Mars Descent Imager (MARDI)
Test Image by Mars Descent Imager
The Mars Descent Imager for NASA's Mars Science Laboratory took this image inside the Malin Space Science Systems clean room in San Diego, Calif., during calibration testing. Credit: NASA/JPL-Caltech/MSSS
Knowing the location of loose debris, boulders, cliffs, and other features of the terrain is vital for planning the path of exploration now that the Mars Science Laboratory rover has landed on the red planet. The Mars Descent Imager took color video during the rover's descent toward the surface, providing an "astronaut's view" of the local environment. Watch a video of Curiosity's Descent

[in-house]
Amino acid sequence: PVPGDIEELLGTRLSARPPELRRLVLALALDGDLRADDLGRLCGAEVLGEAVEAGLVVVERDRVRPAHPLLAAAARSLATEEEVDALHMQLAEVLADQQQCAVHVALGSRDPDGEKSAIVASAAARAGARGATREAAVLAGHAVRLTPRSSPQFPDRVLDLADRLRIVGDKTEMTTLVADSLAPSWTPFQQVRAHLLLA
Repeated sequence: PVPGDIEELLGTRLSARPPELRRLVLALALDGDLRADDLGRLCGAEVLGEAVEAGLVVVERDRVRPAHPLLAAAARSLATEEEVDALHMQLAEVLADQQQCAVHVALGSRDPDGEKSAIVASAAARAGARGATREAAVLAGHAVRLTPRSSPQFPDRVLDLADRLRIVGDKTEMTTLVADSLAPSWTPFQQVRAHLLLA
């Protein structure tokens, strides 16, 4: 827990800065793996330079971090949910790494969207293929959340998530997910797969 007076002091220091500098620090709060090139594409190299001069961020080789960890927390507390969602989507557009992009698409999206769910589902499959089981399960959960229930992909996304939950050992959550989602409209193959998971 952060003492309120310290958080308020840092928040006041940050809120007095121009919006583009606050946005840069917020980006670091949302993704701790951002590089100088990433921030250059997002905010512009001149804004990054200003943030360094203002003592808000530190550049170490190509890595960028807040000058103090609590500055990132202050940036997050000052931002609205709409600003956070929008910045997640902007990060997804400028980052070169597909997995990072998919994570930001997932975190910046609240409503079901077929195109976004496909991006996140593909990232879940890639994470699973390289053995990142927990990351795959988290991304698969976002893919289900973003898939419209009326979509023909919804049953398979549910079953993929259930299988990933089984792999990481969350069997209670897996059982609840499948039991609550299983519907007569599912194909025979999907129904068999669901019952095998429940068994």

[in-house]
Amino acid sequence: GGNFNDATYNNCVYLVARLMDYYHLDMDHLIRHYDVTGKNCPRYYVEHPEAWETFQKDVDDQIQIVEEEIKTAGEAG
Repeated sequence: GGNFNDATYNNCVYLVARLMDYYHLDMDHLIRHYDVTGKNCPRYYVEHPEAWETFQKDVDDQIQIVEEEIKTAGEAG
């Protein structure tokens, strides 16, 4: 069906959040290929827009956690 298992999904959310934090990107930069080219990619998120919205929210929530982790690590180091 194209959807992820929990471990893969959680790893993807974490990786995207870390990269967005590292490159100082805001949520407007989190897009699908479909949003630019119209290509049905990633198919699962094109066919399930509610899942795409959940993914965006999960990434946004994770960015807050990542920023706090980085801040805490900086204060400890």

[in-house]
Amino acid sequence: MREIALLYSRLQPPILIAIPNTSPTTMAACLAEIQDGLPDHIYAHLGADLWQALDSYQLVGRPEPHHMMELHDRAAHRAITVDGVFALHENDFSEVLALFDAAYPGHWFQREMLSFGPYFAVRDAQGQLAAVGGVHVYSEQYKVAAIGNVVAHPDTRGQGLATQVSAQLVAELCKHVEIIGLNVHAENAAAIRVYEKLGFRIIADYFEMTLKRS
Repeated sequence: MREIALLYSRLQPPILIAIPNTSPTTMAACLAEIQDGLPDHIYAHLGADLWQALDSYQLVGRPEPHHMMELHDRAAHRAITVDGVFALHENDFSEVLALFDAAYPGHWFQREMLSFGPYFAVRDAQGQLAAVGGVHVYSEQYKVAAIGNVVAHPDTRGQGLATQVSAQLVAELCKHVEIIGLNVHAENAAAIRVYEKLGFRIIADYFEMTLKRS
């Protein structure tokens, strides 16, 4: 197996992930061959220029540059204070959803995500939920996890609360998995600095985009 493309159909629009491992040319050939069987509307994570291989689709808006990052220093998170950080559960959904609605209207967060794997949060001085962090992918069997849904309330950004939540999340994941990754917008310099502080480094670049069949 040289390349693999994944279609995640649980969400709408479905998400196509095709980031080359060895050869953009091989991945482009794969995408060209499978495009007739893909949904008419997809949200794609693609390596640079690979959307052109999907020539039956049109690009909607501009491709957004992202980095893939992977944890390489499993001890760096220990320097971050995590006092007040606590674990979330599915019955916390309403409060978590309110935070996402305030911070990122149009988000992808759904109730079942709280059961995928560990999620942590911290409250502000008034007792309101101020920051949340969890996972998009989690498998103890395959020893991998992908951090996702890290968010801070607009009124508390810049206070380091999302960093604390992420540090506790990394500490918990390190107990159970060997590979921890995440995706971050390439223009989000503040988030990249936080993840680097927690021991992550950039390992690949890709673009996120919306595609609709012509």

As soon as the rover jettisoned its heatshield several kilometers above the surface, the Mars Descent Imager began producing a four-frames-per-second video stream of high-resolution, overhead views of the landing site. It continued acquiring images until the rover landed, storing the video data in digital memory. After landing safely on Mars, the rover transferred the data to Earth.
In addition to helping Earthbound planners select an optimum path of exploration, the Mars Descent Imager provides information about the larger geologic context surrounding the landing site. It also enabled mappers to determine the spacecraft's precise location after landing.